Kjell Johansson is Dead

Dec. 06, 2011, 12 a.m. (ET)

Kjell Johansson is dead. The Swedish world top player, four time world champion and ten times European Champion, passed away on the 24th of October 2011, after a long period of struggling against different pains in his body, pains that have followed him ever since he quit table tennis. But at the end he had problems with his blood, the kidneys were not able to purify it.

The doctors suspect Kjell had a cancer, myeloma, Kjell's older brother Christer Johansson says.
 Kjell Johansson was born 1946 and was celebrating his birthday number 65 in the beginning of October.

It is no age, but since giving up table tennis he has had a hell with his body, Christer Johansson continues. In one way it was good that everything went very quickly. It is no dignity laying in a bed all day as a living dead.

Kjell Johansson won three golds at the Worlds Championships in Doubles, 1967 and 1969 with Hans Alsér, and 1973 with Stellan Bengtsson. He was leading the team which became World Champions 1973.  1973 was also the year when Kjell Johansson had more bad lack than anyone before or after him. During the decisive points the in the Singles finals the Chinese Xu Enting got two not receivable edges and won.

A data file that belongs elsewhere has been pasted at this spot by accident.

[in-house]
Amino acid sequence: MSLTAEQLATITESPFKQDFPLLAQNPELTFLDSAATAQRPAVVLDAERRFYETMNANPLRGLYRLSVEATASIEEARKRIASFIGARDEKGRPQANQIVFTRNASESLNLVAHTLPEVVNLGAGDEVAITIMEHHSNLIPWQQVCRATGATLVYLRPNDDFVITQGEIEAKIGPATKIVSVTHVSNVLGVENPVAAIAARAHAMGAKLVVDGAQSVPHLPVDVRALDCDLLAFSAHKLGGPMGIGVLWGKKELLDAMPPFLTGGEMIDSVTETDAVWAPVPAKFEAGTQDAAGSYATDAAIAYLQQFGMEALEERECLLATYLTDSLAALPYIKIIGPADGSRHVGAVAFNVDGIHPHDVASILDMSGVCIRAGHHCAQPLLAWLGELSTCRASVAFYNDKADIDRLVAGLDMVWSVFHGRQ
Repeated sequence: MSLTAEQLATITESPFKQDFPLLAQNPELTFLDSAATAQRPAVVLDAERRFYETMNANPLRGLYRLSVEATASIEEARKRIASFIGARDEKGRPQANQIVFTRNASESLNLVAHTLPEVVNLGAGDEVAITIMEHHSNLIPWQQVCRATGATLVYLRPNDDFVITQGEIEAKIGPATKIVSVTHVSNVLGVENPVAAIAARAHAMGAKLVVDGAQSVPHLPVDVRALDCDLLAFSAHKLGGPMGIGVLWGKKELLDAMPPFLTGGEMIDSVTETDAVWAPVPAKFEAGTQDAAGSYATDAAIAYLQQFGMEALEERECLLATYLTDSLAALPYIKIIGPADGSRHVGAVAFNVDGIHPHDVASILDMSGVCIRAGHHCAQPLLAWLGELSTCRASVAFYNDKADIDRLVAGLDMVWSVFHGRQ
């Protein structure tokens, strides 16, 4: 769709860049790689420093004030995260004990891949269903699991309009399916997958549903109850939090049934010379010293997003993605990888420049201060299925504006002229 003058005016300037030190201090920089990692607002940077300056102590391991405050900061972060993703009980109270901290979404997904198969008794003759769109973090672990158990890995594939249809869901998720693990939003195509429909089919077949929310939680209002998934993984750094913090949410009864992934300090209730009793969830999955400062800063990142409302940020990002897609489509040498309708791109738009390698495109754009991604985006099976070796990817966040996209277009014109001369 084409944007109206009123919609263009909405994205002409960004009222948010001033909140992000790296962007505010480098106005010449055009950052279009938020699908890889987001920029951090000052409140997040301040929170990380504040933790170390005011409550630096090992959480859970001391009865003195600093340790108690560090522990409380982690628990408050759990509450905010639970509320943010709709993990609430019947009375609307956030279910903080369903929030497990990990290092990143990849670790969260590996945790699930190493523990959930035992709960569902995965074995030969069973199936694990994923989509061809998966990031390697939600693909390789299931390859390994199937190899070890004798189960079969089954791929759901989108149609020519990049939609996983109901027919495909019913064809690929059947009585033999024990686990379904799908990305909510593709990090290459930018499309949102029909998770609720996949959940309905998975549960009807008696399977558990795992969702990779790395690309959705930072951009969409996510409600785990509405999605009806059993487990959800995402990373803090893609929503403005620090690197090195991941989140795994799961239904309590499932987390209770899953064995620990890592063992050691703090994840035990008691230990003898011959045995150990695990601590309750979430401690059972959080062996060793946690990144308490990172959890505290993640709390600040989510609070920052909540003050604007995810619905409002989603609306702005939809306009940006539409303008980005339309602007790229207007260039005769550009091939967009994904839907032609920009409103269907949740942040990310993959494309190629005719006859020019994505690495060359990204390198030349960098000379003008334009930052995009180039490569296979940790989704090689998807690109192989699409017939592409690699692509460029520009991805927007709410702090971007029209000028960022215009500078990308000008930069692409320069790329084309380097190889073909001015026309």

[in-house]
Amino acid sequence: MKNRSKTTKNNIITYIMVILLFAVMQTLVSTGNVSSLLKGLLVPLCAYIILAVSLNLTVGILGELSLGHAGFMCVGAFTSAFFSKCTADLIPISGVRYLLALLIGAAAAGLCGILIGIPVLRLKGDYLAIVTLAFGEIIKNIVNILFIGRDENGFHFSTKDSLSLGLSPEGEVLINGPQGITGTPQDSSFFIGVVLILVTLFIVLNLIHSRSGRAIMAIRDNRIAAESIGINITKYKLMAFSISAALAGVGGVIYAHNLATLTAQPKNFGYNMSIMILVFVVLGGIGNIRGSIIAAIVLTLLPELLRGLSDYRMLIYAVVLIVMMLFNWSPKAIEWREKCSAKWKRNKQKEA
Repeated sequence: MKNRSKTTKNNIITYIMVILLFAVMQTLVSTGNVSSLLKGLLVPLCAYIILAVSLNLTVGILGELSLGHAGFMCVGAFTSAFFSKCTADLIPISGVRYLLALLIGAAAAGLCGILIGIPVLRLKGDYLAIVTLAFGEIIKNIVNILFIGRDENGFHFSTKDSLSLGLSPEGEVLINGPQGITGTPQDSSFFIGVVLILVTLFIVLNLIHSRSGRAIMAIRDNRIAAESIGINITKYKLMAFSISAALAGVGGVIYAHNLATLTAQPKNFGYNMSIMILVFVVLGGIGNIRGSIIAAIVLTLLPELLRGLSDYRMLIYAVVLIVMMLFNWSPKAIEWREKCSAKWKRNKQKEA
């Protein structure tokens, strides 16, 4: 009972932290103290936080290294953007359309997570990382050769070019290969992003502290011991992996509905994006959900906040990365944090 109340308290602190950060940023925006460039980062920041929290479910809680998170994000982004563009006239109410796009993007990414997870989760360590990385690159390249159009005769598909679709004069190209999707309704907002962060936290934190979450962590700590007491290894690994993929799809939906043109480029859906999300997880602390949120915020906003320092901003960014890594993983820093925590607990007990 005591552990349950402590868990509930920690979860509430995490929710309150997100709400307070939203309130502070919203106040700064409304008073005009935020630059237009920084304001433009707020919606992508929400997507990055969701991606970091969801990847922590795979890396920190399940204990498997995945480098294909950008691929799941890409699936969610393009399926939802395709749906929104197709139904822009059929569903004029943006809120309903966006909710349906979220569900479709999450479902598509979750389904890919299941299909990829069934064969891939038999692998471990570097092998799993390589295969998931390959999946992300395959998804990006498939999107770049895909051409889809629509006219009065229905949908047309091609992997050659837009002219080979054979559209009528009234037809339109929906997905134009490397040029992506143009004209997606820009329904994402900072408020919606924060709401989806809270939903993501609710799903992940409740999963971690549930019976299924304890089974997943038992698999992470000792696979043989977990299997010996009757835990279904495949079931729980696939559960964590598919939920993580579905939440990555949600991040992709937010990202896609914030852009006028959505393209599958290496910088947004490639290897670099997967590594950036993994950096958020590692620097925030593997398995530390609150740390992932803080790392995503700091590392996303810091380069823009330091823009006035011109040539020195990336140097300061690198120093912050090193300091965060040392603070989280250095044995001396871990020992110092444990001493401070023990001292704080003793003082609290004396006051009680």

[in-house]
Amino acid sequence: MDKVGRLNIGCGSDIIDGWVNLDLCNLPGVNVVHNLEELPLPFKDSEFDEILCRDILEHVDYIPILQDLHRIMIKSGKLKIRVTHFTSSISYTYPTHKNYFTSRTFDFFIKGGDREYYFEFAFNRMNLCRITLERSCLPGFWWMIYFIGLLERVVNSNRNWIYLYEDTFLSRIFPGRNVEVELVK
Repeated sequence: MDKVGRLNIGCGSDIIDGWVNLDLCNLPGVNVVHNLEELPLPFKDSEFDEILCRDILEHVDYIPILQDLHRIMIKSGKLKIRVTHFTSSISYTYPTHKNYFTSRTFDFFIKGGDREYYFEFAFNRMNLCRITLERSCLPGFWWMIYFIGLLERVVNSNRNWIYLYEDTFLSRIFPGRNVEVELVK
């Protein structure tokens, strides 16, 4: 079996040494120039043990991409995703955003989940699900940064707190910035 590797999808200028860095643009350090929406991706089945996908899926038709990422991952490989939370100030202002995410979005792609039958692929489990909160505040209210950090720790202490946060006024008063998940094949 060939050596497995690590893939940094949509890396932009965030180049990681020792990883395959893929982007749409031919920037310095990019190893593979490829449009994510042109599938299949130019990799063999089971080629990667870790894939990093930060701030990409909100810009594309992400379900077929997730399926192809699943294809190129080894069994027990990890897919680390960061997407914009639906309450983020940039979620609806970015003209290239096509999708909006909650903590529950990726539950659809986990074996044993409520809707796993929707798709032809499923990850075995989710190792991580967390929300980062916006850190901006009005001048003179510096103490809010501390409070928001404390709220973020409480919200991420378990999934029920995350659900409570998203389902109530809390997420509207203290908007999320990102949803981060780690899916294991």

For the young Swedish generation that took over the World's table tennis stage 1989 by beating China in the team finals at the Worlds in Dortmund, Kjell Johansson had a great importance.

Kjell was my idol when I started to play, says Mikael Appelgren, 50, four times World Champion. He and Stellan Bengtsson were the reasons why I and the others in my generation started to play table tennis in the first place. As a national coach he was coaching me during my junior time, but also when I went to the seniors.

Kjell was one of the biggest sports star during the 1960-ties and 1970-ties. He won very many titles. He was very loved by the Swedish people, a real gentle man. He was fun to talk to and easy to deal with.

Stellan Bengtsson 59, won the Worlds in Singles 1971 and World and Doubles and Team together with Kjell Johansson 1973: We lived extremely close to each other during many years when we were practicing and when we were out competing. But I do not think we ever disagreed, even though it was lots of things we had different opinions on. It is very sad he is not with us anymore. He was a great player and a role model as a person. One could always trust him. He always stood for what he said. He was funny too. He had a dry humor. We laughed a lot together.